Before moving on, I’d like to work out the analog for real-oriented cohomology theories (which is tangential to the rest of the story, though). This is considerably less interesting, but perhaps it’s a toy example of the ideas explained in the last few posts without the full-blown machinery of the Adams spectral sequence and so forth.

So, let’s state what the analogous ideas are in the real-oriented context:

  1. real-oriented ring spectrum {E} is a ring spectrum together with a functorial, multiplicative choice of Thom classes for real vector bundles; equivalently, there is a morphism of ring spectra

    \displaystyle MO \rightarrow E.

    That is, the universal real-oriented ring spectrum is unoriented cobordism, whose homotopy groups can be completely computed.

  2. If {E} is real-oriented, then {\pi_* E} is a {\mathbb{Z}/2}-vector space, and all the usual computations of {H_*( BO; \mathbb{Z}/2)} and so forth work just fine for {E}, and there is a theory of Stiefel-Whitney classes in {E}-cohomology.
  3. Given a real-oriented spectrum {E}, we thus have {E^*(\mathbb{RP}^\infty) = \pi_* E [[t]]} where {t} is the Stiefel-Whitney class of the tautological bundle. Similiarly, {E^*(\mathbb{RP}^\infty \times \mathbb{RP}^\infty) = \pi_* E [[t_1, t_2]]}.

Since {\mathbb{RP}^\infty} is the classifying space for real line bundles, there is a monoidal product

\displaystyle \mathbb{RP}^\infty \times \mathbb{RP}^\infty \rightarrow \mathbb{RP}^\infty,

classifying the tensor product of line bundles. As before, this means that we can extract a formal group law over {\pi_* E}. This formal group law {f(\cdot, \cdot) \in \pi_* E [[x, y]]} has the property that if {\mathcal{L}_1, \mathcal{L}_2} are two line bundles over a finite-dimensional space {X}, then in {E^*(X)},

\displaystyle w_1( \mathcal{L}_1 \otimes \mathcal{L}_2) = f( w_1(\mathcal{L}_1), w_1(\mathcal{L}_2)).

So far everything has been analogous to the complex-oriented case, but there is an extra feature here which changes the picture drastically. Namely, when one works with realline bundles {\mathcal{L}}, we have that {\mathcal{L}^{\otimes 2}} is always trivial. (The analog is very false for complex line bundles.) This means that the formal group law {f} must satisfy

\displaystyle f(x, x) = 0.

This is not satisfied by, say, the multiplicative formal group law. (And in fact, {KO}-theory—the natural candidate for this—is not real-oriented, only spin-oriented.)

With this in mind, the analog of Quillen’s theorem for {MU} becomes:

Theorem 1 (Quillen) The formal group law for {MO} is the universal formal group law over a satisfying {f(x, x) = 0}. (more…)

The next goal in this series of posts is to understand fully the computation of the complex cobordism ring {\pi_* MU}, which is due to Milnor. To start with, though, let’s consider a simpler example: the spectrum {MO}. The spectrum {MO} is obtained in the same way that {MU} is, but with the Thom spaces of the universal {n}-dimensional real bundles over {BO(n)}. In other words, if {\xi_n \rightarrow BO(n)} is the universal {n}-dimensional bundle, we define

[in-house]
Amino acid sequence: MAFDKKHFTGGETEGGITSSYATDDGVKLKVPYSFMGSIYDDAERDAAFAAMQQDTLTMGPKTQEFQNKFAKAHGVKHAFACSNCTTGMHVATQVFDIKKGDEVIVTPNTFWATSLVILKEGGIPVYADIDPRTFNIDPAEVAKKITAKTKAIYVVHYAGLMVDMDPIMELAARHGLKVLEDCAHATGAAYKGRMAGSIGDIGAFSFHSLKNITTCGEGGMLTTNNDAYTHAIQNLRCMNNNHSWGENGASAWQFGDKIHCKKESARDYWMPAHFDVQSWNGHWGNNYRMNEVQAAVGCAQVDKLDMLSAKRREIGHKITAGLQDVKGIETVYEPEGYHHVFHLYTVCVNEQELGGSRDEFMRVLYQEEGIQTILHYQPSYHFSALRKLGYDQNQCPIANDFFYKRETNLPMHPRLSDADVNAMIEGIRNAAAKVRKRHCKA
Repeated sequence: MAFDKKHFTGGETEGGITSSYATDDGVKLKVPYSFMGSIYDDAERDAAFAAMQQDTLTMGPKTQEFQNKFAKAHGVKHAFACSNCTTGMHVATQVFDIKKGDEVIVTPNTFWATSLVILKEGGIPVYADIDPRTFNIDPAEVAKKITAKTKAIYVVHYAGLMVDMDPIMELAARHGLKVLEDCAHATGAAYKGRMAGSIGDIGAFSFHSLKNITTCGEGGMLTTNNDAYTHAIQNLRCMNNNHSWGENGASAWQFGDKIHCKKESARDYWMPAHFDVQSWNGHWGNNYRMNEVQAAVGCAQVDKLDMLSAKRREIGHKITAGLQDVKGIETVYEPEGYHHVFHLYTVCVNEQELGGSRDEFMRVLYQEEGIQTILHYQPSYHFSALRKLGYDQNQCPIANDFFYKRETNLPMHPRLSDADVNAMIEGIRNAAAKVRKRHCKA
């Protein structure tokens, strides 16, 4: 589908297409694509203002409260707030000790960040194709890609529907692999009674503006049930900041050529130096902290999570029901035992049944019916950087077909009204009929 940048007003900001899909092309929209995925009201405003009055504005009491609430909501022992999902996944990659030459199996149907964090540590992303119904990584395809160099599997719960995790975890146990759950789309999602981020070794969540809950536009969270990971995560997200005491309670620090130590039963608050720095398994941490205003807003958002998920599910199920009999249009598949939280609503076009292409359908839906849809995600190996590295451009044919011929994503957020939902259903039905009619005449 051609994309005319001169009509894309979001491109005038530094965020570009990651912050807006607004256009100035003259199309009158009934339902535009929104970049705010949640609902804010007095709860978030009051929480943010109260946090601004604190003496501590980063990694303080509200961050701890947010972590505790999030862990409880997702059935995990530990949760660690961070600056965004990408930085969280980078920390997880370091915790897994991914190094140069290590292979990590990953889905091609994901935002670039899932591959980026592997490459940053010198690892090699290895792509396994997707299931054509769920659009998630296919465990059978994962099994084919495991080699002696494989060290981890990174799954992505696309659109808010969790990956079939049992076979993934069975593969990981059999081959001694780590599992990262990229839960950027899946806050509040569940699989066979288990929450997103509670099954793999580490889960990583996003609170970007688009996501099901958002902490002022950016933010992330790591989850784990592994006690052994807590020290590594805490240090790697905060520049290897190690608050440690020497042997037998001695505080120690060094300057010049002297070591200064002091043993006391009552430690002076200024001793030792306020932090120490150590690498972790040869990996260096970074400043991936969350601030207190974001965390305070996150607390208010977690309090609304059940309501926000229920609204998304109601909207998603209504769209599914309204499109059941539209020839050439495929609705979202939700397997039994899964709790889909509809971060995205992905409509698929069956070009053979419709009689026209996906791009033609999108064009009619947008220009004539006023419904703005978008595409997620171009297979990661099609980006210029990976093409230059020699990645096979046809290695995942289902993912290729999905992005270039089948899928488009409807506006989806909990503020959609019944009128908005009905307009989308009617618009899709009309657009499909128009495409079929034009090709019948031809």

\displaystyle MO(n) = \Sigma^{-n} T(\xi_n),

(where T means Thom space) and define maps

\displaystyle MO(n) \rightarrow MO(n+1)

coming from the map {BO(n) \rightarrow BO(n+1)} classifying {\xi_n \oplus \mathbb{R}}. The homotopy colimit of the sequence

\displaystyle MO(0) \rightarrow MO(1) \rightarrow \dots

is a spectrum and, for the same reasons as {MU}, is in fact a commutative ring spectrum (even an {E_\infty} ring spectrum).

One reason to care about {MO} is the following result:

Theorem 1 (Thom) The homotopy groups {\pi_* MO} (a graded ring) is the cobordism ring of unoriented manifolds.

In other words, to describe {\pi_* MO}, we can also use geometry: an element of {\pi_n MO} is a compact {n}-manifold {M} modulo the relation of cobordism: two {n}-manifolds {M, M'} are cobordant if there is an {(n+1)}-manifold-with-boundary {W} such that {\partial W = M \sqcup M'}. From a geometric point of view, it is thus interesting to determine {\pi_* MO}. It turns out that we can do so using homotopy-theoretic, algebraic methods; this was what Thom showed.

How might we compute the homotopy groups? In general, the homotopy groups of any space are extremely difficult to compute, but in this case we can get a complete answer for two reasons: first, it’s stable homotopy groups we’re after, not just homotopy groups; second, much more importantly, {MO} is a fairly simple spectrum.

In fact, we have:

Theorem 2 (Thom) {MO} is a wedge of Eilenberg-MacLane spectra {H\mathbb{Z}/2} (and its shifts) and {\pi_* MO = \mathbb{Z}/2[x_2, x_4, \dots]} is a polynomial ring on variables {x_i} for all {i} such that {i+1} is not a power of {2}.

This is the theorem I’d like to discuss today. It is definitely a much easier computation than that of {\pi_* MU}, but it will be a toy example. (more…)